At our follow up phone consultation Sam’s mom was very excited.  She related to me how the protocol  “hit the nail on the head” and made improvements right away.  Sam no longer struggles to have a bowel movement and his constipation was a thing of the past.  He no longer had to sit on the toilet several times a day.  The supplements were well tolerated and he was snacking throughout the day to prevent hunger.

And the best part was that his mood was so much better in just a couple weeks.  Sam didn’t have the usual melt downs and tantrums he was accustomed to having.  Instead he was focused, playful and a good listener – all signs that his dopamine levels and adrenalin levels were being properly managed.

The key to this case is to see that Sam optimized his genes – the COMT and MAO pathways – by treating his hypoglycemia.  This in turn caused Sam to produce MORE dopamine at a steady rate throughout the day.  Mom is happy because her little angle was acting like one.  Sam was happy because he didn’t have to spend hours on the toilet.  And it only took two weeks!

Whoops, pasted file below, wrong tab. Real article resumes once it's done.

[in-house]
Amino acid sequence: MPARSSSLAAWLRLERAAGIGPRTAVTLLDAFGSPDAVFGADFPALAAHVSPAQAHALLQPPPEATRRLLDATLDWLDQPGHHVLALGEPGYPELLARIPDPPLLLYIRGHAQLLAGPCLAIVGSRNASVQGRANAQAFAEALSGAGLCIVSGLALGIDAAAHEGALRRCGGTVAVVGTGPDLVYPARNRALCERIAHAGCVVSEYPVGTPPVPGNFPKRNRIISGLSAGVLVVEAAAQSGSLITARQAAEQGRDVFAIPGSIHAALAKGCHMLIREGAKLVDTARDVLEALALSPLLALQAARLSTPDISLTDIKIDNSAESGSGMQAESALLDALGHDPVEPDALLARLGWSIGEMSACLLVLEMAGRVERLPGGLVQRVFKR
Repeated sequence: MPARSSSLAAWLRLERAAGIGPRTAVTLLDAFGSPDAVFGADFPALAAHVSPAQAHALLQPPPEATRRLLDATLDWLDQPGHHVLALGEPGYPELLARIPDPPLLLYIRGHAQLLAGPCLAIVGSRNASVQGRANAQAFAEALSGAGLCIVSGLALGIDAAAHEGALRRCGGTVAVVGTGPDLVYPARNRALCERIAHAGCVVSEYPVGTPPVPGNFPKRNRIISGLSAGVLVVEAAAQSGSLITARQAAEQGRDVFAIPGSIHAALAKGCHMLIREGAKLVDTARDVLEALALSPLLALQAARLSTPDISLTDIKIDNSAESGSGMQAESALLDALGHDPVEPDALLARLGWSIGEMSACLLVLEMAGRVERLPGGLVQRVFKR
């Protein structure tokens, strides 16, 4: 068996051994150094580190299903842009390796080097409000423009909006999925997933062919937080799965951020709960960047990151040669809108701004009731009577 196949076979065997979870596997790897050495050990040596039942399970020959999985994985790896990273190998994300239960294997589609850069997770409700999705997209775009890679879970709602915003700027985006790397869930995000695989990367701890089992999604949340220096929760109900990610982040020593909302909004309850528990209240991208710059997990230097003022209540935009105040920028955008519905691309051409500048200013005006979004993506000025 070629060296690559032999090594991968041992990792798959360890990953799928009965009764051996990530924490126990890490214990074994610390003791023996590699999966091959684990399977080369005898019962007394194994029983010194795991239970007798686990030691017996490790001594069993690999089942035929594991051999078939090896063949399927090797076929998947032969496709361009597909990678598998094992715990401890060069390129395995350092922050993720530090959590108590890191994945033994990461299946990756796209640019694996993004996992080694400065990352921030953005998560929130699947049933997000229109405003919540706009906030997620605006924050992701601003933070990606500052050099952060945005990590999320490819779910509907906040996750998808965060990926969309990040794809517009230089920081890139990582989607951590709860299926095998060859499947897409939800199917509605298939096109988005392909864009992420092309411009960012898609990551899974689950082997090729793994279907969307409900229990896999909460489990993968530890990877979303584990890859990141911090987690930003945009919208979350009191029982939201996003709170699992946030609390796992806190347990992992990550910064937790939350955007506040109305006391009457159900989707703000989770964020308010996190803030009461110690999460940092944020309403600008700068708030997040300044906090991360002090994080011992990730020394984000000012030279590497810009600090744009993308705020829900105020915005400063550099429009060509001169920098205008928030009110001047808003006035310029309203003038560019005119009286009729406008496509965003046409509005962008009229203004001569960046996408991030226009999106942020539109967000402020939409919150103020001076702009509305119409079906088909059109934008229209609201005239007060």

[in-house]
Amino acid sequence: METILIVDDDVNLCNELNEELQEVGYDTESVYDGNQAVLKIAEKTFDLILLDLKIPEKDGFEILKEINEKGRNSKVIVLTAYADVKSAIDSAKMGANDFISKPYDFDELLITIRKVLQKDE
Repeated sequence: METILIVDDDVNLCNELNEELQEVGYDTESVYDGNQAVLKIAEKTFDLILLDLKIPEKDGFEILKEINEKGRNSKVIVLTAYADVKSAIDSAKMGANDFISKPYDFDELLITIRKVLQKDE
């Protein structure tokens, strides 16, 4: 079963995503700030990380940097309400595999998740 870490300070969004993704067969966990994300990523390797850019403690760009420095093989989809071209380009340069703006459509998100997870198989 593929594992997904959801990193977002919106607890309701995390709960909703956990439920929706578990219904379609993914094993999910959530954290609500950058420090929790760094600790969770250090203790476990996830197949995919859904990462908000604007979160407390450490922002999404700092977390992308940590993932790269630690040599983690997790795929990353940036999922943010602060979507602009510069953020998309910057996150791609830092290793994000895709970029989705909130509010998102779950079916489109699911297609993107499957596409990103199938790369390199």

When we talk about COMT and MAO genes in the brain, what we are really trying to understand is whether the person has HIGH or LOW dopamine and catecholamines.  The SNPs I look at in the COMT and MAO pathway are proven to slow the removal of dopamine and norepinephrine from the frontal lobe of the brain.  This means people with COMT and MAO SNPs are used to having higher dopamine and noradrenalin in their brain.  Just like anything in life, when you get used to having a high amount of something, it really hurts when your levels drop.

The problem with hypoglycemia is that it dramatically LOWERS the dopamine levels in the brain.  People with COMT and MAO genes are genetically inclined to have HIGHER dopamine levels in the frontal lobe – all things being equal.  Since they are programmed to work with HIGHER levels of dopamine, they are not equipped to handle a dopamine famine.  The brain’s dopamine levels drop when our blood sugar drops.  And the reason why is simple – insulin is required to make dopamine! (Ding! Ding! Ding!)